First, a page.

Historical epics are as old as the hills, but there’s something thrilling about watching epic battles play out, knowing that there is at least a tiny amount of truth to them. Gladiator remains the high standard for taking the grain of the truth and spinning it into a huge historical yarn.
Taking it’s cue from history, we find the West African kingdom of Dahomey in 1823, King Ghezo (John Boyega) presides over an all-woman army the Agojie lead by general Nanisca (Viola Davis). As the Oyo Empire blocks trade ports and makes moves to intimidate Dahomey into submission, Nanisca and her lieutenants Izogie (Lashana Lynch) and Amenza (Sheila Atim) begin training a new crop of soldiers, including the head strong but potential filled Nawi (Thuso Mbedu).
Director Gina Prince-Bythewood is a director of massive talent, from Love & Basketball to The Old Guard, but here she shows what she’s really made of. Mixing the huge vistas of old-school historical epics with a personal story of finding yourself, this is a film that demands to be seen on the big screen.
Together with her cinematographer Polly Morgan, they craft an epic that is at times hauntingly intimate in the character interactions and crowd pleasingly grand when it comes to battles. The showdowns between the Agojie and other armies are intense and bone crunching. One sequence is filled with enough triumphant smackdowns that you want to get up and applaud a film for being this enjoyable.
The script by Dana Stevens, helped by a story by her and Maria Bello, flirts with cliche, but even as it does so, it has such a sense of affection for the tropes of the military training film that you enjoy watching it. It’s helped, of course, by a terrific score by Terence Blanchard that underlines the threat and the emotional content that the film has.
It also helps that the cast are universally superb. Viola Davis is as commanding as you would expect, both in the action and the more quiet moments. Her stern glares tell us more about the impact of violent than all the sword clashing ever could. She sells Nanisca’s inner turmoil as she is forced to recon with events from her past – horrific but never exploitative.
Thuso Mbedu might have the harder task as the rookie who has to prove herself. But even so Mbedu turns Nawi from a scrappy little nobody into a heroic co-lead that you root for, sequences of her training help you buy into the growing relationship she builds with everyone in her battalion. Alongside her the support of a suitably tough and funny Lashana Lynch, and a stoic Sheila Atim, round of a principle cast by John Boyega offers one of his best on screen turns as the King who has to recon with the price of a kingdom.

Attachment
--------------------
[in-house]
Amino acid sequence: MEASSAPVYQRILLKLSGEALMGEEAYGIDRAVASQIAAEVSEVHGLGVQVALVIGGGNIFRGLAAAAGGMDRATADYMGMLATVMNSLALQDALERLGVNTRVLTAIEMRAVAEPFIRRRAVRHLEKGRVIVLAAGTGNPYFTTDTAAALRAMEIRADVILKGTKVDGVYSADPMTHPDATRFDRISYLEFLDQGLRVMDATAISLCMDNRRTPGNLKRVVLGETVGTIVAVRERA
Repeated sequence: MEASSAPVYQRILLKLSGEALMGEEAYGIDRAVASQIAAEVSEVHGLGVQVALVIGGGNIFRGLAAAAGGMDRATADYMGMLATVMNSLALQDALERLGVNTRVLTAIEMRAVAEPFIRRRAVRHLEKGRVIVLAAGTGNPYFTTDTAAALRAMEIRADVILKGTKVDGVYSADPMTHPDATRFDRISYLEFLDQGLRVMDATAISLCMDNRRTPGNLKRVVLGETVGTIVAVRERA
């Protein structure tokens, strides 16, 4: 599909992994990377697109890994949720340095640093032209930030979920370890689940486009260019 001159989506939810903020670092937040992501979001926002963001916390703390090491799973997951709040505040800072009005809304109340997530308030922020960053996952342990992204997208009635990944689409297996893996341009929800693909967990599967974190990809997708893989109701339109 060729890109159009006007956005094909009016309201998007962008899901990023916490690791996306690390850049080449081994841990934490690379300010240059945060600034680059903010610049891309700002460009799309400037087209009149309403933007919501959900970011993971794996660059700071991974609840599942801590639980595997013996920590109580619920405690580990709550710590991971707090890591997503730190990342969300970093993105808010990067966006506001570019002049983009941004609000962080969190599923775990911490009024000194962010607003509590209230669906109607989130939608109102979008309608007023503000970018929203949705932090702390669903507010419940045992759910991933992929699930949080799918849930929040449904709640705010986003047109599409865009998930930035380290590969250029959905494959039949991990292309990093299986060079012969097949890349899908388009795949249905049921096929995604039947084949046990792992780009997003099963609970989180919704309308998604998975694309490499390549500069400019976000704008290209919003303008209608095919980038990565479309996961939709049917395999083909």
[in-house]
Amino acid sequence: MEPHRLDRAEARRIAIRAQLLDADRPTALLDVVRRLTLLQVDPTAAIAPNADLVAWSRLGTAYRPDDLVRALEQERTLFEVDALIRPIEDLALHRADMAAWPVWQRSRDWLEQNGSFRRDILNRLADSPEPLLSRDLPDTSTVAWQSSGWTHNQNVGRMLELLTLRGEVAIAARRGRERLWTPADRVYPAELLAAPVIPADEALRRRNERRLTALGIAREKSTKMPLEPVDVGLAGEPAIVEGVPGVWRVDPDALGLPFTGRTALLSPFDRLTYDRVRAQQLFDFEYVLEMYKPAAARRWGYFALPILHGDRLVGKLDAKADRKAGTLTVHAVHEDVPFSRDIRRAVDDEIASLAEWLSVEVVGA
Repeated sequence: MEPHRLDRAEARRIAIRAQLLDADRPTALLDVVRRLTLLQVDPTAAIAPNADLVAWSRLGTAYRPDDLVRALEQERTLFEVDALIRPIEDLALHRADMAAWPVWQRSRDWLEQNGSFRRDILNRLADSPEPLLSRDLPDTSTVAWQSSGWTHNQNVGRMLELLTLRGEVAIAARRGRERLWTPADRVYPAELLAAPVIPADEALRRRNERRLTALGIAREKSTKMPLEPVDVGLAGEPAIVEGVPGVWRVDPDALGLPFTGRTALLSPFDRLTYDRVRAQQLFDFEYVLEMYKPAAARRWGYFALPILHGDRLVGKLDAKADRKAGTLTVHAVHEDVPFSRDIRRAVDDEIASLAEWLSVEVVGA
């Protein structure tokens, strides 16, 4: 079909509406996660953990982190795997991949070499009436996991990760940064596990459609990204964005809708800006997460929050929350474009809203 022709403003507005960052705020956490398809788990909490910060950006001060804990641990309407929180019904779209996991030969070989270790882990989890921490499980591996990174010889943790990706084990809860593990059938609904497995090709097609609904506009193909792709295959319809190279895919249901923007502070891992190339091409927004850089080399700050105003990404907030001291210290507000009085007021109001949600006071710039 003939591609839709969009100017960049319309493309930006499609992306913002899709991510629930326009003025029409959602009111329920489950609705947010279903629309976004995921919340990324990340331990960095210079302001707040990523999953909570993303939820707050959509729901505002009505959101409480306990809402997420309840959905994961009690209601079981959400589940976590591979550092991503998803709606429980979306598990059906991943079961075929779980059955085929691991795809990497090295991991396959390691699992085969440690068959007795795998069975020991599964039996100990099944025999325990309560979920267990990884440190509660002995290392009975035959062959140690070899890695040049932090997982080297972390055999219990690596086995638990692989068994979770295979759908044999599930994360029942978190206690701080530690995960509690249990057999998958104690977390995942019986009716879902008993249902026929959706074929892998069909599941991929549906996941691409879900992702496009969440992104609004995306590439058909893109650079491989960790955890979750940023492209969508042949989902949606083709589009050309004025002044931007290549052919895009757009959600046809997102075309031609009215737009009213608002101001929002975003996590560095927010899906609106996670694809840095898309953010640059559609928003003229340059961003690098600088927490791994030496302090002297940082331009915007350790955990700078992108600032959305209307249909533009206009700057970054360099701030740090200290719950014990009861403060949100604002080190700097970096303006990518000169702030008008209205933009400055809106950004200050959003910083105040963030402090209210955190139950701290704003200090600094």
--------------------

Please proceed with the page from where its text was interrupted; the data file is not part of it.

The film doesn’t shy away from the horrors of slavery, looking into what makes a kingdom rich, and the emotional toll. Dahomey have just as much blood on their hands as the dreaded white man, and the film isn’t afraid to tackle that head on, looking at Africa’s own involvement in the buying and selling of other human beings.
The film falls down somewhat when it introduces a potential love interest for Nawi, Jordan Bolger is fine as Malik but the character itself is little more than window dressing. Naturally, you could compare this to many history epics where men lead the film and a woman offers little to do with the plot, but here the film is so enjoyable when it focusses on the women that you wish his character would go away.
Even with that caveat, this is easily one of the best big Hollywood epics in some time, offering the absolute best bang for your buck you’ll get. Prince-Bythewood has taken a piece of history that while tricky to navigate, and perhaps considered a hard sell, and turned it into a crowd pleasing action adventure that deserves to be enjoyed by as many people as possible.